LEADING QUESTIONS: Deputy mayor keeps thick skin

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Leading Questions

Welcome to the latest installment of  “Leading Questions: Wisdom from the Corner Office,” in which IBJ sits down with central Indiana’s top bosses and civic leaders to talk shop about their latest challenges and the habits that lead to success.

Since joining Mayor Greg Ballard's staff in January 2008, Michael Huber has spearheaded and served as the public face of some of the city's highest-profile, high-stakes infrastructure and economic development deals. Those include the pending $1.9 billion sale of the city's water and wastewater utilities to Citizens Energy Group; leasing the city's 3,650-some parking meters to an outside firm in exchange for $20 million upfront and as much as $620 million in meter revenue over 50 years; and the proposed North of South mixed-use private development downtown that requires an $86 million loan from the city.

More a creative-thinking administrator than politician, the deputy mayor for economic development has learned to toughen his hide as he navigates prickly public debate over the projects he pursues, as well as the hard realities of a political process that often erects obstacles along partisan lines. In the video above, Huber discusses his role in developing and revising the deals, as well as dealing with omnipresent criticism across multiple media platforms in the digital age.

Huber, 35, grew up in the small town of Hillsboro, Ill., where he developed a strong sense of the interconnected elements in a community.

"When you're in a small town, everything that happens is so close to you, and everything of significance that happens impacts your family and impacts your school," Huber said. "That really stuck with me. I started really wanting to have that experience in Indianapolis, wanting to use whatever limited talents you have to have a positive impact."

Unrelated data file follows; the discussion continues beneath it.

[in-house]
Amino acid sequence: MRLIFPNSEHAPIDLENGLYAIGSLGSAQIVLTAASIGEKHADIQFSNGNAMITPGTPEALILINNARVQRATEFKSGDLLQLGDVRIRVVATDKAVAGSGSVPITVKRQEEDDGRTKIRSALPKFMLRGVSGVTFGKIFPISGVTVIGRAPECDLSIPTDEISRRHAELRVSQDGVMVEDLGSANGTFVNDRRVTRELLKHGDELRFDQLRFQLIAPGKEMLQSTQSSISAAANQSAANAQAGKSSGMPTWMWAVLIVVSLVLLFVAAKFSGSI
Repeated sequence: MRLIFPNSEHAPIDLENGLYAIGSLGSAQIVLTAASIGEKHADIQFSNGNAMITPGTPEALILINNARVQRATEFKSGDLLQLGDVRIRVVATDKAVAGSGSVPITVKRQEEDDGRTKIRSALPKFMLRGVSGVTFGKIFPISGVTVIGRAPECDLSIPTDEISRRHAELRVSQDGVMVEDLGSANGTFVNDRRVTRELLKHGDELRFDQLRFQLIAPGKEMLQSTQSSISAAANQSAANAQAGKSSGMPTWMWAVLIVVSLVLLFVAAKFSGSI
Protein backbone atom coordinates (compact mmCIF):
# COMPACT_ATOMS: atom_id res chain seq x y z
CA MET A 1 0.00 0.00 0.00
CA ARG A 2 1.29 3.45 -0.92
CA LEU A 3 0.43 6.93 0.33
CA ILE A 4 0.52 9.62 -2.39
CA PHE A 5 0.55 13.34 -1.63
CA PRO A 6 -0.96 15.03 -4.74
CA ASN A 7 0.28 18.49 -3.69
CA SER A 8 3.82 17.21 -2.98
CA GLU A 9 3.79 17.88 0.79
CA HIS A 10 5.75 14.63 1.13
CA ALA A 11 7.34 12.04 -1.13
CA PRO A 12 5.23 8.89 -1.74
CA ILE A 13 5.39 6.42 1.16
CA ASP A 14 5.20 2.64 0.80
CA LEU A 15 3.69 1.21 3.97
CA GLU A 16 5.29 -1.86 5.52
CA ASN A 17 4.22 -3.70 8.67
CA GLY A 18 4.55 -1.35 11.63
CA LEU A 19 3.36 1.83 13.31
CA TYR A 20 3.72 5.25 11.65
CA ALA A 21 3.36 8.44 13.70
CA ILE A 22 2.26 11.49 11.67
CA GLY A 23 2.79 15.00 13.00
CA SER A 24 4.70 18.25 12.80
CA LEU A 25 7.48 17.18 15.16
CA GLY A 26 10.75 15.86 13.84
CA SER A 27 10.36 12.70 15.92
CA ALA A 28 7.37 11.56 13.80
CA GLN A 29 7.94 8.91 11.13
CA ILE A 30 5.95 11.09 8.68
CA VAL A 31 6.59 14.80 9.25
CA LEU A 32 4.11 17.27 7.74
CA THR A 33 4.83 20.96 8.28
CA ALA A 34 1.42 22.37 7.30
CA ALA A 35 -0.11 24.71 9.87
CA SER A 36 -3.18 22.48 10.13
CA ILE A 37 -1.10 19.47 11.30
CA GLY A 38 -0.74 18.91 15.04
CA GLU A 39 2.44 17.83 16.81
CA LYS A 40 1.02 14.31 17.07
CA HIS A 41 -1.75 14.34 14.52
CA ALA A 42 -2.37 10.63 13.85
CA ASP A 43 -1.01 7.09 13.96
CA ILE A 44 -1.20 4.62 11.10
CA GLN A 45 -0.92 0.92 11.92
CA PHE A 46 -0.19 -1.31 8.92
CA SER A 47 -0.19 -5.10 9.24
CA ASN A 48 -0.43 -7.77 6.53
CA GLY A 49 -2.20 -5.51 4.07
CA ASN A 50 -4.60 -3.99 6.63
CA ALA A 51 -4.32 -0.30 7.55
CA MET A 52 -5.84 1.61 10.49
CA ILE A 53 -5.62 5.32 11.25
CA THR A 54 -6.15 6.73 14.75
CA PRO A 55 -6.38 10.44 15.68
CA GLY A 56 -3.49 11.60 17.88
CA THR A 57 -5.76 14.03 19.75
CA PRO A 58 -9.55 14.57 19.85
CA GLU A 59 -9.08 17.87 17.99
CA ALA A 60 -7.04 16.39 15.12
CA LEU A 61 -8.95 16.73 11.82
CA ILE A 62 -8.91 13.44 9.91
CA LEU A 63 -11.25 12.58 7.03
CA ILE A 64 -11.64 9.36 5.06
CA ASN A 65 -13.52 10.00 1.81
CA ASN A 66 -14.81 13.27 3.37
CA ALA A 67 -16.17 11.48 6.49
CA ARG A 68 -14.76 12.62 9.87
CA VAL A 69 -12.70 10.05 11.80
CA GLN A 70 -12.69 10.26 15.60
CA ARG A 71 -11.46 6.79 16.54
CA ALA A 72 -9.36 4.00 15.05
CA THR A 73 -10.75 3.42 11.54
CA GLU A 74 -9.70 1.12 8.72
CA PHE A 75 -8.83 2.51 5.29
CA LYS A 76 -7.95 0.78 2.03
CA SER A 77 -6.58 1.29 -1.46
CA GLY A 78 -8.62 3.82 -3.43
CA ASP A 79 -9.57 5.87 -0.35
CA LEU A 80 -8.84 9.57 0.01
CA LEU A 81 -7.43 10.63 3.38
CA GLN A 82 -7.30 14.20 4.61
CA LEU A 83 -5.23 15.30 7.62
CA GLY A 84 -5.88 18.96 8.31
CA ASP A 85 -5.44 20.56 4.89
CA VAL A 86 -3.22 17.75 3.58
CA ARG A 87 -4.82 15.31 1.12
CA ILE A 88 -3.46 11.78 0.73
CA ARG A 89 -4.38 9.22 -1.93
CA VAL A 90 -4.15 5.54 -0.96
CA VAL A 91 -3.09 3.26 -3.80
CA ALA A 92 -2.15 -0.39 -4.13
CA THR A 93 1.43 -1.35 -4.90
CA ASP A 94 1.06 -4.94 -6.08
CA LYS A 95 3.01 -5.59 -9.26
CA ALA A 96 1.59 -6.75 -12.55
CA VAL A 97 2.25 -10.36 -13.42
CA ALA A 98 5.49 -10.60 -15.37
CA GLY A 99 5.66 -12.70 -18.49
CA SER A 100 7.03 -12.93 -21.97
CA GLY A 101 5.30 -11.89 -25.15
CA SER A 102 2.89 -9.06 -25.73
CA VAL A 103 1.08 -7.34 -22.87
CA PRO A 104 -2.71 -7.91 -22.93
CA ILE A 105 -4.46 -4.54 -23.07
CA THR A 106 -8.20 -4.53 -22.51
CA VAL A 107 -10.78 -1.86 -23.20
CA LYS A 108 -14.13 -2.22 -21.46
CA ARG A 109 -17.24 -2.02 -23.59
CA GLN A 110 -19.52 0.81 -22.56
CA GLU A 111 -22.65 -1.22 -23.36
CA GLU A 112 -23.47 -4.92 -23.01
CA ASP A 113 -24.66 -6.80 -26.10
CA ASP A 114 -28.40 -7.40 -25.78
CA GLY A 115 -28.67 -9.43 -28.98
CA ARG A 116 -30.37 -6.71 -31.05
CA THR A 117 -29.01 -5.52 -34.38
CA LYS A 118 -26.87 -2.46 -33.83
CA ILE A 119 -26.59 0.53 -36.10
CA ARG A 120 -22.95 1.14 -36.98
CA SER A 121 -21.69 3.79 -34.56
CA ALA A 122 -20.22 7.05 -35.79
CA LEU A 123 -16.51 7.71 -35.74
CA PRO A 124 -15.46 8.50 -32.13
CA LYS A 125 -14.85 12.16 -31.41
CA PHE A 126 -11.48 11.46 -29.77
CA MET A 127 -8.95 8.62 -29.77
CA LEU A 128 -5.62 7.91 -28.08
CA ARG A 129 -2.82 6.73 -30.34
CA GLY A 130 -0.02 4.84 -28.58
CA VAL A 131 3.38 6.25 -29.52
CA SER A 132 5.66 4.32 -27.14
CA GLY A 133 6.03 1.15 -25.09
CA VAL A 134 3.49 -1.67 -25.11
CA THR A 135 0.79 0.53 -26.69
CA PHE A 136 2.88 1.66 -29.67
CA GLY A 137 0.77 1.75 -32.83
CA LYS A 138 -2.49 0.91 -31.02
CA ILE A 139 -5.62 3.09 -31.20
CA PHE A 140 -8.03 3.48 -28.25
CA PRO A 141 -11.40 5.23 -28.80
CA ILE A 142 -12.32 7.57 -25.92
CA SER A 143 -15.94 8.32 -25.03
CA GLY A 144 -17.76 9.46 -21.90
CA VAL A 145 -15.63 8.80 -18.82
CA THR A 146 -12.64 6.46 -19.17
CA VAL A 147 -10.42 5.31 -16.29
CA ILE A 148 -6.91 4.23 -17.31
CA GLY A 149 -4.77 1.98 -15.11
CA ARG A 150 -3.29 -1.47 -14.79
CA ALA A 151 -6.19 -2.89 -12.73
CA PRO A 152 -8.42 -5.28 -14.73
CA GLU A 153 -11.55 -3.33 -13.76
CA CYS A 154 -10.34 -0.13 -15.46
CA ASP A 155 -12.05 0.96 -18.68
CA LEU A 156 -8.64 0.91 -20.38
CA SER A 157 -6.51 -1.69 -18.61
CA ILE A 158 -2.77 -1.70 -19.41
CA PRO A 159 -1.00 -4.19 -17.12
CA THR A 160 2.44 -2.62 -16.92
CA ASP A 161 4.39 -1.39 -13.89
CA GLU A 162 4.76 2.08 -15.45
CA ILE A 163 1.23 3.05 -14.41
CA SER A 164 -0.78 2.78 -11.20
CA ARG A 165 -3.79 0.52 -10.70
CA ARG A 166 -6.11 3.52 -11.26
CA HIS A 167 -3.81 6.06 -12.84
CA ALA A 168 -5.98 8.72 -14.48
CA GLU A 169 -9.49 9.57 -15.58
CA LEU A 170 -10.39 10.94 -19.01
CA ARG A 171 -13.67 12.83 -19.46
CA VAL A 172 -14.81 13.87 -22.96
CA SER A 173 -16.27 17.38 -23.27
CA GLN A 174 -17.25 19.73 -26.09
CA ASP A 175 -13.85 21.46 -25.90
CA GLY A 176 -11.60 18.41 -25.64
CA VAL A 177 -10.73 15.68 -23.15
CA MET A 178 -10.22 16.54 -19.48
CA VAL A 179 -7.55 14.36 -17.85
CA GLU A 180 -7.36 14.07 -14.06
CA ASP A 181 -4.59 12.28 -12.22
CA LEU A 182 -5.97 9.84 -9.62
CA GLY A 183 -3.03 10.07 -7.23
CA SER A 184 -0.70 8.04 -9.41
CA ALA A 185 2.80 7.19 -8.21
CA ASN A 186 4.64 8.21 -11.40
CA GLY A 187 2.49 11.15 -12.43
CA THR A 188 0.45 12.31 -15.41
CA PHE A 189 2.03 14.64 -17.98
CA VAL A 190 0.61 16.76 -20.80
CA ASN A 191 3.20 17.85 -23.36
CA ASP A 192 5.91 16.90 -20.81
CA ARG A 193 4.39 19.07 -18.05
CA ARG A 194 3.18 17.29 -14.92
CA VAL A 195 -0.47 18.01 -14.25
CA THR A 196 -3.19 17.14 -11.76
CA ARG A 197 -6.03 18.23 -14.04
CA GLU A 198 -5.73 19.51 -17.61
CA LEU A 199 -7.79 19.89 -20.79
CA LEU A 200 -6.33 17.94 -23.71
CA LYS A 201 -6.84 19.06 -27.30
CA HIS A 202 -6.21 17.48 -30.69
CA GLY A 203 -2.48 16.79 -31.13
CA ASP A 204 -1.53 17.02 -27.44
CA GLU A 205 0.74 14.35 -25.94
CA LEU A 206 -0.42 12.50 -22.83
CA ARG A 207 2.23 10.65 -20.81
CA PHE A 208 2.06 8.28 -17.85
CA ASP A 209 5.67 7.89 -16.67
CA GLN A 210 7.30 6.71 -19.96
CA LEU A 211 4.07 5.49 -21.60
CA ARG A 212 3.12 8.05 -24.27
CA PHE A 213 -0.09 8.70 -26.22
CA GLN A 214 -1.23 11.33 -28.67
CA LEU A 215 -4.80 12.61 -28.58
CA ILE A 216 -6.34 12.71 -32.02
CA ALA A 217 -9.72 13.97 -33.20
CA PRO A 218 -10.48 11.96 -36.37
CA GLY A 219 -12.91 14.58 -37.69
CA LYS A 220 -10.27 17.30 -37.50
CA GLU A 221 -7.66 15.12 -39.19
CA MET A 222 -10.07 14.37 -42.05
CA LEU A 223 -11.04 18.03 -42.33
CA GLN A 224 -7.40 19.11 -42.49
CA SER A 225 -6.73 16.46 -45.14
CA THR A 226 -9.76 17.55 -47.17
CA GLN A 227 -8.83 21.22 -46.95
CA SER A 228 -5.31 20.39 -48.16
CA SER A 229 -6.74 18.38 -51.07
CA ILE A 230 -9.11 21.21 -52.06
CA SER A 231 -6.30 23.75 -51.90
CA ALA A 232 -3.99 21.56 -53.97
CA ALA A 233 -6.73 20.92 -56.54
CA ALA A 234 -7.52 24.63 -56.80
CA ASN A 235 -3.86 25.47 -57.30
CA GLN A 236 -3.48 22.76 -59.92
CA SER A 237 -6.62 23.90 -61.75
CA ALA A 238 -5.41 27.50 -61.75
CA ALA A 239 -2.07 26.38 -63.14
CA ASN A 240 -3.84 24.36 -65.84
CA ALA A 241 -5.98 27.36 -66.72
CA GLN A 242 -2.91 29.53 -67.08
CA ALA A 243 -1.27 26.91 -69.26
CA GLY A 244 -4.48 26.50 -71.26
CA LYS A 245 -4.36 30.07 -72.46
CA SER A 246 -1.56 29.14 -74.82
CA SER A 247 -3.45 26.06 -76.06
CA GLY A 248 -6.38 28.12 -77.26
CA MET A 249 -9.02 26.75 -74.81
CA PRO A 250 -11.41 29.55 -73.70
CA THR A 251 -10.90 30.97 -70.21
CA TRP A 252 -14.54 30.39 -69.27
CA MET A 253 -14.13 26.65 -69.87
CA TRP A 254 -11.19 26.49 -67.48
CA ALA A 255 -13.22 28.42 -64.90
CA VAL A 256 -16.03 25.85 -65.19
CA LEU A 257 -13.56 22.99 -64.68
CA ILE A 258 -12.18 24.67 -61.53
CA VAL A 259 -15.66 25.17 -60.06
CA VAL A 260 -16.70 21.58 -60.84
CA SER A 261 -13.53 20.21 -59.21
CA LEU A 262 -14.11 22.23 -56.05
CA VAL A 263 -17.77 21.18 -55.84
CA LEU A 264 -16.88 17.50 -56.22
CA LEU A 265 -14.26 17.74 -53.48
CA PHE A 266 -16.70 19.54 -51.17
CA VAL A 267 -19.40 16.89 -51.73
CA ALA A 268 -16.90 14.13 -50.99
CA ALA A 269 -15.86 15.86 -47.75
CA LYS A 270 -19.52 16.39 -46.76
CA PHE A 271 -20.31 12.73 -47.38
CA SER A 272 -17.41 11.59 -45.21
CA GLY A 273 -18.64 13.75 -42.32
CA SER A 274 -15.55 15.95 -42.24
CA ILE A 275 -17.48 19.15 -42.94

Huber studied social policy at Northwestern University in Evanston, Ill., where he made a literal splash early in his freshman year by jumping from a Chicago River tour boat to save a struggling woman in the water. (The story also is recounted in the video above.) The event had an impact on his confidence level that could be felt years later.

"I think it did teach me to trust your instincts in pressure-filled situations and make the best decision with the information you have," he said.

After graduating, Huber spent several years as a consultant to state and local governments, earned an MBA from the Indiana University Kelley School of Business, and then served in Gov. Mitch Daniels' administration, focusing on budgetary and real estate issues. He joined city staff in 2008 as director of enterprise development, and became deputy mayor for economic development in March.

One constant in Huber's life outside of work has been his passion for music. He began playing piano in early childhood and continues to perform publicly and record privately today, albeit sparingly. In the video below, Huber discusses his musical roots, his favorite performers at the moment, Indiana's indie scene, and the parallel he finds between a solid band and good government.


  • So...
    So HE is the one responsible for the meter mess. Now I know who to watch out for.
  • Great point
    No, I am not the reason. I don't make spending or tax revenue decisions. And every politician in this region has the same program: cut spending & not raise taxes (at least so you can't easily tell they raised it).